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Police and fire

  • Fatal crash near State & Coliseum
    A motorcyclist was speeding and doing a wheelie when he collided with a left-turning pickup truck on State Boulevard this afternoon, according to police.
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    A male motorcyclist suffered serious head injuries and was taken to the hospital in critical condition Monday afternoon after his Suzuki collided with a Buick at a west-central intersection.
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    A man robbed the iAB Financial Bank in Grabill this morning, making off with an undisclosed amount of money and fleeing in a two-door car driven by another man, Allen County police said today.
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Family speaks out about 1998 slaying

McClaney

FORT WAYNE -- The family of Arthur “Artie” Rittenhouse III said they still don’t have closure despite the fact that police believe they finally caught the man responsible for Rittenhouse’s death.

Rittenhouse was 19 when his mother came home the afternoon of April 1, 1998, and found her son slumped on the couch with a gunshot wound to his head, Fort Wayne police told The Journal Gazette at the time.

After meeting with the Allen County Prosecutor’s Office on Monday, the family spoke with media.

“There’s no closure,” said his mother, Sharon Rittenhouse. “It’s more like a healing process. You learn to live with it after all this time.”

Artie Rittenhouse was dead when police arrived at the house at 724 Hamilton Ave., near Weisser Park Avenue on the city’s south side. No weapons were recovered at the scene.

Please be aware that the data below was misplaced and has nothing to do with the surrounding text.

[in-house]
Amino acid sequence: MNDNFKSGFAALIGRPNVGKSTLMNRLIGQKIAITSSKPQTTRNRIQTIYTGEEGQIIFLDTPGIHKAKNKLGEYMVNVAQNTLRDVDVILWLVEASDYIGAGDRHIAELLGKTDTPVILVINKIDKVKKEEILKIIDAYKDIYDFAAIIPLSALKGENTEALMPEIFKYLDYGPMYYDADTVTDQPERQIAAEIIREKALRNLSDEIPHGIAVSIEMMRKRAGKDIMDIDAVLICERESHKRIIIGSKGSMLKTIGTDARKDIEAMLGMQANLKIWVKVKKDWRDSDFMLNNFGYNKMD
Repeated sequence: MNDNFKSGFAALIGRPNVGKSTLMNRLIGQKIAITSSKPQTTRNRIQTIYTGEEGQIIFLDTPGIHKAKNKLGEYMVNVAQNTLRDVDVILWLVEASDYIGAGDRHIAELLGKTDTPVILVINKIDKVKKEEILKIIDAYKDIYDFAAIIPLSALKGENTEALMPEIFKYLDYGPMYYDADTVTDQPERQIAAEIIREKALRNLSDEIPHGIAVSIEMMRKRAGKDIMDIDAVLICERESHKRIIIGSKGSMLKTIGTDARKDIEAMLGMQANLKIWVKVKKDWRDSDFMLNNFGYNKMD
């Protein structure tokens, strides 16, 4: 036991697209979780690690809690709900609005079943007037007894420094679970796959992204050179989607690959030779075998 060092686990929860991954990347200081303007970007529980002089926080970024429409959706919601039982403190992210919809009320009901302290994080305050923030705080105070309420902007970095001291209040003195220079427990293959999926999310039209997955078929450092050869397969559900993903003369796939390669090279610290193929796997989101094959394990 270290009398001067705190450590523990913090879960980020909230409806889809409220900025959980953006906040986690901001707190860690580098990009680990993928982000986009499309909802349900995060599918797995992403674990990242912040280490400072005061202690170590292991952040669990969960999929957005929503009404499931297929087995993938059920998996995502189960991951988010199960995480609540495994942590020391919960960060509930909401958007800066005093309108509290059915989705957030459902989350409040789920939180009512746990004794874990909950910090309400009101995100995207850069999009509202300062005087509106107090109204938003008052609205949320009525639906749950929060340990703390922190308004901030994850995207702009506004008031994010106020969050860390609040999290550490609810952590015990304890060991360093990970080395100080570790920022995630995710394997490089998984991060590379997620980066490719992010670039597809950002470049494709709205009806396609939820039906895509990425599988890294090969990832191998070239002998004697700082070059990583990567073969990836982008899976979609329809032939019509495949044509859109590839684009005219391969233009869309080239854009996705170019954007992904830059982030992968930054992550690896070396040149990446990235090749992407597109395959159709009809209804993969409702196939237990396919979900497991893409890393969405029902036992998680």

Initially, no one came forward with information about the shooting.

In 2009, a new detective, Cary Young, was assigned to the case. He reviewed the case and met with Rittenhouse’s mother, according to an affidavit filed Wednesday.

Sharon Rittenhouse told the detective she left home that morning and returned after 2 p.m. to find her son dead. A black bag that did not belong to her son was near him. The bag, which contained a car stereo amplifier, was not there when she left, the affidavit stated.

The detective had fingerprint and DNA tests done on the bag and the amp. While waiting for the results, he started conducting interviews and learned that the shooter’s nickname was “Sabu.” This nickname led police to an Ohio prison inmate named Bernard McClaney, the affidavit said.

In September 2011, police received a lab report that showed that the DNA from the bag was consistent with McClaney’s. Police conducted interviews with people who were with McClaney that day. They told police a similar story: McClaney went into Rittenhouse’s home, they heard what they thought were gunshots, McClaney came out and they drove away, according to the affidavit.

McClaney later admitted shooting Rittenhouse. McClaney said he went there with an amplifier he wanted to trade for marijuana, the affidavit stated.

McClaney was 22 for at the time. He is now 36 and serving a sentence at the Toledo Correctional Institution on unrelated convictions for aggravated robbery and voluntary manslaughter. He has been in prison since 1999 and is slated for release as early as 2016, according to the Ohio Department of Rehabilitation and Correction.

Nicole Chaney found out she was pregnant two days after Rittenhouse was killed. Angel Chaney, now 13, wore a button with a picture of her father on Monday.

“It’s been extremely difficult. My daughter has never had a chance to meet her dad,” said Nicole Chaney, who was engaged to Rittenhouse at the time of his murder and delivered their daughter eight months after his death. “It helps, but for me it doesn’t really change anything because it can’t bring him back. What would help – being able to bring him back – at least let her meet him.”

For more on this story see Tuesday’s print edition of The Journal Gazette or return to journalgazette.net after 3 a.m.

dadams@jg.net

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